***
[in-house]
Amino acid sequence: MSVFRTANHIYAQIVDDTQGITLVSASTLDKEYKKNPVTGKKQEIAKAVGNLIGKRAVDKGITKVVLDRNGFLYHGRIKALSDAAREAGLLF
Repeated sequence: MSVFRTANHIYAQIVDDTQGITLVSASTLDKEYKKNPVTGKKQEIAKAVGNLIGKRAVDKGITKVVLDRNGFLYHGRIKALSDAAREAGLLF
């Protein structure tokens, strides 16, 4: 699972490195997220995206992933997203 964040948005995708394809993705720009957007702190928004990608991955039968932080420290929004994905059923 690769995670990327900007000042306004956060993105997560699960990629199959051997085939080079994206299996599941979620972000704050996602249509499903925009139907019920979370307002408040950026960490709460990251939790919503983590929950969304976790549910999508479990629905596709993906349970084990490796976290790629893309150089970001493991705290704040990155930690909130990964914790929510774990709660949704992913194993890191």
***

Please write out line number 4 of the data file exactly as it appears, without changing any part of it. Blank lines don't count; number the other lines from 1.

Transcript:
């Protein structure tokens, strides 16, 4: 699972490195997220995206992933997203 964040948005995708394809993705720009957007702190928004990608991955039968932080420290929004994905059923 690769995670990327900007000042306004956060993105997560699960990629199959051997085939080079994206299996599941979620972000704050996602249509499903925009139907019920979370307002408040950026960490709460990251939790919503983590929950969304976790549910999508479990629905596709993906349970084990490796976290790629893309150089970001493991705290704040990155930690909130990964914790929510774990709660949704992913194993890191």